On Thursday, the the U.S. and Indonesian navies carried out a joint maritime air patrol in the waters around the Natuna archipelago.
The patrol involved 88 personnel overall. The United States committed a P-3C Orion fleet comprising four ships and 21 personnel. In terms of Indonesian hardware, the Indonesian navy committed CN-235 and NC-212 short take-off and landing (STOL) maritime patrol aircraft in addition to a BO-105 helicopter.
The air patrol exercise focused on a variety of operational scenarios. In broad terms, it covered maritime domain awareness, intelligence, surveillance, and reconnaissance (ISR), and humanitarian assistance and disaster relief (HADR).
The Jakarta Port reported that the “Indonesian Navy’s Aviation Center and the US Navy held a joint sea surveillance exercise in the Malaka Strait and around Natuna Island, located in the South China Sea, to improve security as well as [sic] Pacific rebalance.”
The Jakarta Post cited the U.S. Embassy’s defense attaché, who remarked that the air patrol exercise was “part of the Pacific rebalance.”
Indonesia’s Navy Aviation Center commander, First Commodore Sigit Setiyanta, emphasized that the decision to hold the patrol was a routine joint exercise and entirely unrelated to broader South China Sea tensions.
“There’s no potential for conflict on Natuna. The drill aims to improve air patrol communication, search and rescue techniques and the exchange of information on the procedure of early detection and measures,” he noted in remarks given to the Jakarta Post.
The patrol takes place amid Indonesia placing more of an emphasis on stressing its sovereignty over the Natuna waters as China grows increasingly assertive in the South China Sea.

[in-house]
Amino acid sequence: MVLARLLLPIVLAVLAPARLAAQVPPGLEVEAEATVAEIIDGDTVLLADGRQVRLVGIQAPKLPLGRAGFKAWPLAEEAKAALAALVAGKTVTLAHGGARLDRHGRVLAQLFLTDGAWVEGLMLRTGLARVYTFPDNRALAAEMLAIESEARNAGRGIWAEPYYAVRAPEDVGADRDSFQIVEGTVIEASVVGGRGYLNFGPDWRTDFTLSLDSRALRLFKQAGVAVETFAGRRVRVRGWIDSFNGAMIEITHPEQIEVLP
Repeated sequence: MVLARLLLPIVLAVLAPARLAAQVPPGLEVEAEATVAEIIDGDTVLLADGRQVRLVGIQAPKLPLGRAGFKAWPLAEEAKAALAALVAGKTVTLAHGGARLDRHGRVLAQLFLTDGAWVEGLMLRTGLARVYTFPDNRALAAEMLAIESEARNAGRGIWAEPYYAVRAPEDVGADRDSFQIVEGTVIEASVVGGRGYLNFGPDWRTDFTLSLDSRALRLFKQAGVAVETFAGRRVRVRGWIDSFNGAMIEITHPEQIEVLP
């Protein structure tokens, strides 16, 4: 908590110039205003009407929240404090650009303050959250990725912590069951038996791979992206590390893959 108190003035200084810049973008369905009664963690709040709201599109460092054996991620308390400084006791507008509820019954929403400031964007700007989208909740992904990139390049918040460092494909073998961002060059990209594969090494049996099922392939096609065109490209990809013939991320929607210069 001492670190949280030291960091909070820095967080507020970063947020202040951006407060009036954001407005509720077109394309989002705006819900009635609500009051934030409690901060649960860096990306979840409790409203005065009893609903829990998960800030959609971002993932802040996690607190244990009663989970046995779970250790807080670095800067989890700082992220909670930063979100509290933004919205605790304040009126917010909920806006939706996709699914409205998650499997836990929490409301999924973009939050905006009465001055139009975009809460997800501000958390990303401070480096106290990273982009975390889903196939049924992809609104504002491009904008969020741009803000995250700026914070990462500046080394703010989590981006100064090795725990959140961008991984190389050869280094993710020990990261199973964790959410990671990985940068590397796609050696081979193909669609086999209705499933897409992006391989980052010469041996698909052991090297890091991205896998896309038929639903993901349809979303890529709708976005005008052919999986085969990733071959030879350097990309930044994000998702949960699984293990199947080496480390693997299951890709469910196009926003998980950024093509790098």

Several officials within the new Indonesian government have made remarks about Indonesia’s position on the Natuna issue, which is not formally regarded as a dispute of any sort with China.
Speaking in the United States in December 2014, a senior adviser to Indonesian President Joko “Jokowi” Widodo remarked that “the sovereignty of Indonesia cannot be negotiated…we are very, very firm on this.”
Formally, Indonesia is not a claimant to disputed waters in the South China Sea but there are concerns among officials there that China’s capacious dashed-line claim, which claims a huge swath of the South China Sea, could be interpreted to encompass waters considered part of Indonesia’s exclusive economic zone off the Natuna archipelago.
To this end, Indonesia pursues a cautious diplomatic approach to the Natuna issue, ever careful to avoid granting any legitimacy to the notion of a formal maritime territorial dispute with China. Last month, The Diplomat outlined the Indonesian government’s position on the South China Sea issue in detail.
The Natuna archipelago is composed of 157 islands spread across 262,000 square kilometers, of which 27 are inhabited.